On June 19, 2015 and article by you, Rob Haskel, was published in Vogue. This article was a profile of Cara Delevingne, and for the most part it was as much of a fluff piece as that would indicate. But then near the end of the article you wrote two awful paragraphs.
Cara says she felt confused by her sexuality as a child, and the possibility of being gay frightened her. “It took me a long time to accept the idea, until I first fell in love with a girl at 20 and recognized that I had to accept it,” she explains. “But I have erotic dreams only about men. I had one two nights ago where I went up to a guy in the back of a VW minivan, with a bunch of his friends around him, and pretty much jumped him.” Her parents seem to think girls are just a phase for Cara, and they may be correct. “Women are what completely inspire me, and they have also been my downfall. I have only been hurt by women, my mother first of all.
I’ve bolded the most offensive parts here. It is never a good thing to refer to someone’s current sexuality as “just a phase”, and only acceptable to refer to someone’s history when that’s the way they refer to it and they give you permission. But I’d give you the benefit of the doubt with that given that you are only reporting her parents attitude, but then you confirm that you agree with them, or at least say the may be correct. The one is you reporting on the elder Delevingne’s biphobia , the other is agreeing with them. Just one more comment on this, do you realize how many 22 year old people can say “Women are what completely inspire me, and they have also been my downfall.”? Because that would be almost all straight men, lesbian women, and quite a few bisexuals of any gender.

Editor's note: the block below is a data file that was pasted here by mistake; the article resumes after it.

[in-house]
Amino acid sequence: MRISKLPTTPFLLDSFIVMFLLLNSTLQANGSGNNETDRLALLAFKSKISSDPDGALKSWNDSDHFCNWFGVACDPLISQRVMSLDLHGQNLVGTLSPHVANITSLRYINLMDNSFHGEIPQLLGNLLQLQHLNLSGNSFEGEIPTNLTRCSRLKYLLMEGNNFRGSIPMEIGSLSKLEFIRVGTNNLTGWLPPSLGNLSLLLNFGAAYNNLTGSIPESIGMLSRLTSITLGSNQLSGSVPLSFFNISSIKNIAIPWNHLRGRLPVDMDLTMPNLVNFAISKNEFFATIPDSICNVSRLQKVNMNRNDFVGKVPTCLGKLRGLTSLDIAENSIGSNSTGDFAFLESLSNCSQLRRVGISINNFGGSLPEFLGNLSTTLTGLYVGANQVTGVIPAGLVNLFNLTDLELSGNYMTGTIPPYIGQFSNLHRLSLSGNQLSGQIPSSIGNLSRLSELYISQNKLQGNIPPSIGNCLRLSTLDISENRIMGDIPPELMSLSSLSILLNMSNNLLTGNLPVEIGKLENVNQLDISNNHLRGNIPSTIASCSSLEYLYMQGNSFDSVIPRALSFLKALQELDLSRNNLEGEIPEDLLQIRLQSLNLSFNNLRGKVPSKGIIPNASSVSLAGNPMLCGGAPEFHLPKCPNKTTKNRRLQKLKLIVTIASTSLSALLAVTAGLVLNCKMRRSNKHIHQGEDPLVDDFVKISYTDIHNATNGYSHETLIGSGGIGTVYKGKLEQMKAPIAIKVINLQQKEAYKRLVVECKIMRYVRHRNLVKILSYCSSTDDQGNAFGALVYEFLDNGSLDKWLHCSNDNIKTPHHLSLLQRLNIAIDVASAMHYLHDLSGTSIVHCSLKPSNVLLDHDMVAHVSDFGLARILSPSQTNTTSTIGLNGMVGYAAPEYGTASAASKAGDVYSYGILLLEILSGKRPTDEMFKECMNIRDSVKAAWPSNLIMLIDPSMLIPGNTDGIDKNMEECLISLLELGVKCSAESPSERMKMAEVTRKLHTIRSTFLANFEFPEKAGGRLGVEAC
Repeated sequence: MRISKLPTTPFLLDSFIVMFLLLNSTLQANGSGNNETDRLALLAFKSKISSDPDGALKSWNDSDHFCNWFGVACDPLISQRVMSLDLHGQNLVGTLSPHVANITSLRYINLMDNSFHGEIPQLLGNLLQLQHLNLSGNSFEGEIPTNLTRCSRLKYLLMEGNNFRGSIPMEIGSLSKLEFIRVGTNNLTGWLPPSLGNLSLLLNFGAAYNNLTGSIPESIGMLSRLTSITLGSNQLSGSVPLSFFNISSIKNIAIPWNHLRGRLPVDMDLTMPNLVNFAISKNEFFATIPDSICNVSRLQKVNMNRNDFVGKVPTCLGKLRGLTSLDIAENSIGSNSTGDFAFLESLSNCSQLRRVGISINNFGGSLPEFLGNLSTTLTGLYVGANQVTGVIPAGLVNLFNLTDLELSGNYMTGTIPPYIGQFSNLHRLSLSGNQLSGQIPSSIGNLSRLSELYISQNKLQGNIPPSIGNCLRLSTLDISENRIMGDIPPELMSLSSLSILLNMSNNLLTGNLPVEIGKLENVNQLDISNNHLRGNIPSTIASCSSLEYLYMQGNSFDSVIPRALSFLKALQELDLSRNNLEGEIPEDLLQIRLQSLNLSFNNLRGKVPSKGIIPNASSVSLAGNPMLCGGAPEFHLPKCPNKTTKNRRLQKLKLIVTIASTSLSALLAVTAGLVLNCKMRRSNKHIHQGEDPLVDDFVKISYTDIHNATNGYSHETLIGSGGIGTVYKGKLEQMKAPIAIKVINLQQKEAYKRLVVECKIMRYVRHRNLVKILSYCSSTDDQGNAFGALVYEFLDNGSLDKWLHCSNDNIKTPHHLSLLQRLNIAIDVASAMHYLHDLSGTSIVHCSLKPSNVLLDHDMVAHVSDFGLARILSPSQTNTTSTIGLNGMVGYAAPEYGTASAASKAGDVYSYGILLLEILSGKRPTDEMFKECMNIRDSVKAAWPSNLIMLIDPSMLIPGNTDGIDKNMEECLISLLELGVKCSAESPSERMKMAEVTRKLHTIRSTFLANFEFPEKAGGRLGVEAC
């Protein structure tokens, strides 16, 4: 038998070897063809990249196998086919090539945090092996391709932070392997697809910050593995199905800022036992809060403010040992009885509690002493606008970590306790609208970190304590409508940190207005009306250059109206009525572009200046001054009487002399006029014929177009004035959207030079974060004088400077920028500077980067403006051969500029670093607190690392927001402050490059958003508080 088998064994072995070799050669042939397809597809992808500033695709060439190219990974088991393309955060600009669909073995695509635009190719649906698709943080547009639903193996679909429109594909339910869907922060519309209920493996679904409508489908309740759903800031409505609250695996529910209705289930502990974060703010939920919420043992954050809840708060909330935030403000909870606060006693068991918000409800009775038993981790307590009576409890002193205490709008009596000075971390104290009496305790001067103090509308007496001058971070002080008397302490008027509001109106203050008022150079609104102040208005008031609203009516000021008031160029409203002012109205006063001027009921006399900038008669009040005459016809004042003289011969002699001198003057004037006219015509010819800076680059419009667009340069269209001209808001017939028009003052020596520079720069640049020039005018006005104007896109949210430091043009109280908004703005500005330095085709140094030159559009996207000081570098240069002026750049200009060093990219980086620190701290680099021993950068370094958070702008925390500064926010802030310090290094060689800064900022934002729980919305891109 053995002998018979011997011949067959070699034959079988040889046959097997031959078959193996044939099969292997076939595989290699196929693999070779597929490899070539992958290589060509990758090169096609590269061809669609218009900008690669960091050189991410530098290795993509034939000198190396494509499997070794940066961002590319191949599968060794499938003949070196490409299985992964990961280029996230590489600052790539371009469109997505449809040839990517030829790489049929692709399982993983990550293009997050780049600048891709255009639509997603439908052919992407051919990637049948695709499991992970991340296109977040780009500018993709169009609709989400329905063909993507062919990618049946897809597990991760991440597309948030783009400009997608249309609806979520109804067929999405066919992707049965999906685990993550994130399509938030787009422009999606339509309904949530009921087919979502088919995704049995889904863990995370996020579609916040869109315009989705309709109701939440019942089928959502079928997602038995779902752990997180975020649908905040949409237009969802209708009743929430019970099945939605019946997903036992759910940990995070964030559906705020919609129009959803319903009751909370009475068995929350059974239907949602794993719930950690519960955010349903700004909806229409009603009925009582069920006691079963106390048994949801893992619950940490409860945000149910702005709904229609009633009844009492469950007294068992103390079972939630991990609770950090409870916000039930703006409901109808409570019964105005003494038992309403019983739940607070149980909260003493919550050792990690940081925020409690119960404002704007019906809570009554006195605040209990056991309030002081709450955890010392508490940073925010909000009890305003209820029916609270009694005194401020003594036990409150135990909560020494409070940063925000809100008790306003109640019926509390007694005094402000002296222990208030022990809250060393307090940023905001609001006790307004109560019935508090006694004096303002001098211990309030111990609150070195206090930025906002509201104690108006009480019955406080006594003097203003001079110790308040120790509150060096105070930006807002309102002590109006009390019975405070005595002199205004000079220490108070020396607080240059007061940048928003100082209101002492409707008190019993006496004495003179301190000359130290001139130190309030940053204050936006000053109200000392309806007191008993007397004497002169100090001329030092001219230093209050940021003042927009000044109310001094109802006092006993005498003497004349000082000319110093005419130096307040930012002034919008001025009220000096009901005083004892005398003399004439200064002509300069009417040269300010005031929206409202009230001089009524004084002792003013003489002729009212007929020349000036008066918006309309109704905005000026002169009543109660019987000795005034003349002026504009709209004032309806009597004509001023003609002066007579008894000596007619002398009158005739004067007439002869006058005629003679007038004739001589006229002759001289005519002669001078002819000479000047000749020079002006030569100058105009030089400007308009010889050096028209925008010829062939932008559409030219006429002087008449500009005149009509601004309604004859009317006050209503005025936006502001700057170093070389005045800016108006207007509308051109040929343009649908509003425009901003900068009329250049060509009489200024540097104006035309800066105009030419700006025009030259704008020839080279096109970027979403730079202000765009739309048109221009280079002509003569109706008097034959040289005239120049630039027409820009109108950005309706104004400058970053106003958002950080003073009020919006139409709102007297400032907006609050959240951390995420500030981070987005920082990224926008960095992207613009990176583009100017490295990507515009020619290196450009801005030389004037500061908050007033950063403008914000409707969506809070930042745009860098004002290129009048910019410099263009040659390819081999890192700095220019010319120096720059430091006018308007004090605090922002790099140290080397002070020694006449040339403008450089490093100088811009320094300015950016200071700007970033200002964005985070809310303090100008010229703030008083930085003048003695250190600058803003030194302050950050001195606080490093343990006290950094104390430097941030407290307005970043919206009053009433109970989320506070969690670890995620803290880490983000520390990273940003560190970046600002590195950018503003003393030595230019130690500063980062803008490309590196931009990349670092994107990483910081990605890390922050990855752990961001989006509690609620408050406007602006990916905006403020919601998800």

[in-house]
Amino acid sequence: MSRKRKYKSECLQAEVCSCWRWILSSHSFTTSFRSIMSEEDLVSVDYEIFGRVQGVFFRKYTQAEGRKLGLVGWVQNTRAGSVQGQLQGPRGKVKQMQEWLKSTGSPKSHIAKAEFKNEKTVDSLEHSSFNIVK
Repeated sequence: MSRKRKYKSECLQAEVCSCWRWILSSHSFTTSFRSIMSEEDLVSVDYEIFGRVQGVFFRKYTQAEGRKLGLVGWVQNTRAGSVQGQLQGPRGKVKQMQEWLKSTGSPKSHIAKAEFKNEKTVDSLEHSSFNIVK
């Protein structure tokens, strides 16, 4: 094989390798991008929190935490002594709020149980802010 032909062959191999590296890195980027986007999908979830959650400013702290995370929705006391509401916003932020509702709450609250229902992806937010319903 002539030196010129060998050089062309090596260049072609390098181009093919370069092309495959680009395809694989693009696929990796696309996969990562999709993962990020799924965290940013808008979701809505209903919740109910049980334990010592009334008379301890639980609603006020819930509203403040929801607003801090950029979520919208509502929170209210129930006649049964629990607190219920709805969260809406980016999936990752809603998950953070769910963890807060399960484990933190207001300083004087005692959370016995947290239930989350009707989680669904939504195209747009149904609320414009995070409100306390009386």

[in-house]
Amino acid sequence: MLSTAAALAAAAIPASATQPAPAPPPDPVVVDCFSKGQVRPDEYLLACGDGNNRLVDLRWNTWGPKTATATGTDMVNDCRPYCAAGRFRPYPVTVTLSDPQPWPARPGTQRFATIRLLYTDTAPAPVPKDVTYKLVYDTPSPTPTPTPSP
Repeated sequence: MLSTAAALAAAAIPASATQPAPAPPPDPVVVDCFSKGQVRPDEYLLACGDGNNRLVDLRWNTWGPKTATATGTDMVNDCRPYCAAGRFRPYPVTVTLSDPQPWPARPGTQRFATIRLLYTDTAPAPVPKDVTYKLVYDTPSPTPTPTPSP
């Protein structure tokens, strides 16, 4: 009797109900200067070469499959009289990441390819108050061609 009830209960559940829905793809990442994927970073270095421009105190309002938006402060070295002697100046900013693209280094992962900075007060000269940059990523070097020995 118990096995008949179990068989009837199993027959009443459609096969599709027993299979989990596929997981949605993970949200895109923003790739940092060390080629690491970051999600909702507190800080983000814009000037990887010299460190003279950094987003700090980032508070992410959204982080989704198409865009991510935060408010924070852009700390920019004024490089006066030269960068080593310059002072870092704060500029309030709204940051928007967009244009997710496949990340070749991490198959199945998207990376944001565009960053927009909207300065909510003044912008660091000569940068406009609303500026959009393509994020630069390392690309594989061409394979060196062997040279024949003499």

On to the second offensive paragraph,
“The thing is,” she continues, “if I ever found a guy I could fall in love with, I’d want to marry him and have his children. And that scares me to death because I think I’m a whole bunch of crazy, and I always worry that a guy will walk away once he really, truly knows me.” When I suggest to Cara that to trust a man, she might have to revise an old and stubborn idea of hers—that women are perennially troubled and therefore only women will accept her—her smile says she concedes the point.
Before I say anymore to you, I’d like your permission to say a few words to her,
It’s perfectly normal for someone in the early 20’s to think that they are “a whole bunch of crazy”, and that goes for everyone, men, women, and everything in between. The key to making any relationship last is accepting the ways your partner is crazy, and in exchange, they accept your craziness.
Thank you, now back to you, Mr. Haskell. Do I really have to say anything about you taking a smile as an agreement? I hope you can accept that a smile is not agreement. As to the res, I really can’t tell if you are being biphobic (by assuming that she will and should end up with a man) or misogynistic (if she was currently dating a man, would you suggest how she could “trust a woman”?). It really is a bit of both isn’t it? The question is, are you one of the “bisexuality isn’t real” biphobes? or one of the “she’s just doing it for attention” biphobes? I’ll try to answer so it doesn’t matter. You are not there to give her advice, you are there to let Vogue’s readers know a bit about the person on the cover. Just to let you know, you are not just giving unsolicited advice to the young lady you are profiling, you are giving unsolicited advice to every young bisexual women who reads your words. And that is why I’m writing this open letter, I want to give advice to not only you, but to everyone who might think the same way you do about bisexuals.
Now, to my advice as to what you need to do now. I think step one is obvious, as I’m sure you know, there is a petition asking Vogue to apologize, and that is a great idea. You need to apologize, to Ms. Delevingne, to the bisexual community, and to St. Vincent (her girlfriend if you forgot). If you really want to get a head start on being forgiven, you could actually sign the petition yourself. That would do a lot to get people to accept that you are remorseful. Then you can try to improve things, ask your editor if you can do a series of articles on prominent bisexual women, this would force you to learn more about bisexuals and project and image that you, and your magazine are trying to improve yourselves.
Or, you could continue on the path you are currently, and receive regular letters like this, until Vogue gets tired and lets you “find other opportunities”
Here’s hoping you make the right choice.